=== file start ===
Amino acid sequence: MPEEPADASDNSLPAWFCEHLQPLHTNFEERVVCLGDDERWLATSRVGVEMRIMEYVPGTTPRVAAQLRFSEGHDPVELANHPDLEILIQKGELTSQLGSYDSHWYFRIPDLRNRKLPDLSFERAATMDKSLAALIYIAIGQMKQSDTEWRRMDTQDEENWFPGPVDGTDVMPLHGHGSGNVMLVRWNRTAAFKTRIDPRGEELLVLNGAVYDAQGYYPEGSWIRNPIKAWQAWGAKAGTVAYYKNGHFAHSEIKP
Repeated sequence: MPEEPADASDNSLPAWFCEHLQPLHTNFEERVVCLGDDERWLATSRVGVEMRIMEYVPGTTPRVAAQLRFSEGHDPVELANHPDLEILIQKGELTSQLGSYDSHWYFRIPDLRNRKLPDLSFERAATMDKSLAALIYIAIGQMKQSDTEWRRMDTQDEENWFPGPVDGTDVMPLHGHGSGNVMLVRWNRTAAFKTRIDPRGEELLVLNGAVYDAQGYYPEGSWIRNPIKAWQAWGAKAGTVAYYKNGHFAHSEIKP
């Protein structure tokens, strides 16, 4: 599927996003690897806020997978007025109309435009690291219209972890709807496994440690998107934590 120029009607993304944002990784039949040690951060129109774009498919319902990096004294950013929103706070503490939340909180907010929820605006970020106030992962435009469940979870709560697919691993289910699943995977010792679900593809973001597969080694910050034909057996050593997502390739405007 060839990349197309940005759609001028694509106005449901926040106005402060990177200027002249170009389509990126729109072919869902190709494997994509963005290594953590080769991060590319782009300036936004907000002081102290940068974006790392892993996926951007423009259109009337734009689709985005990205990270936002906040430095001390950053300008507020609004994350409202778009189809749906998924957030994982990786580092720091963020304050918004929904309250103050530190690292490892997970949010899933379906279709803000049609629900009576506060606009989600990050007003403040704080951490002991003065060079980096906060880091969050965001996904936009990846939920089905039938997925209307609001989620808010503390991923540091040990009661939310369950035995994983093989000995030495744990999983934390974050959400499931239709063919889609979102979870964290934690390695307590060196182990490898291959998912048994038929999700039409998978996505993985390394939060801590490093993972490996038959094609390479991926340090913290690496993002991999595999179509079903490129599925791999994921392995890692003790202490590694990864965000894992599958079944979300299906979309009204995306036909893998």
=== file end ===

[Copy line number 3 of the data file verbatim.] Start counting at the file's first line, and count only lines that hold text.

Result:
């Protein structure tokens, strides 16, 4: 599927996003690897806020997978007025109309435009690291219209972890709807496994440690998107934590 120029009607993304944002990784039949040690951060129109774009498919319902990096004294950013929103706070503490939340909180907010929820605006970020106030992962435009469940979870709560697919691993289910699943995977010792679900593809973001597969080694910050034909057996050593997502390739405007 060839990349197309940005759609001028694509106005449901926040106005402060990177200027002249170009389509990126729109072919869902190709494997994509963005290594953590080769991060590319782009300036936004907000002081102290940068974006790392892993996926951007423009259109009337734009689709985005990205990270936002906040430095001390950053300008507020609004994350409202778009189809749906998924957030994982990786580092720091963020304050918004929904309250103050530190690292490892997970949010899933379906279709803000049609629900009576506060606009989600990050007003403040704080951490002991003065060079980096906060880091969050965001996904936009990846939920089905039938997925209307609001989620808010503390991923540091040990009661939310369950035995994983093989000995030495744990999983934390974050959400499931239709063919889609979102979870964290934690390695307590060196182990490898291959998912048994038929999700039409998978996505993985390394939060801590490093993972490996038959094609390479991926340090913290690496993002991999595999179509079903490129599925791999994921392995890692003790202490590694990864965000894992599958079944979300299906979309009204995306036909893998």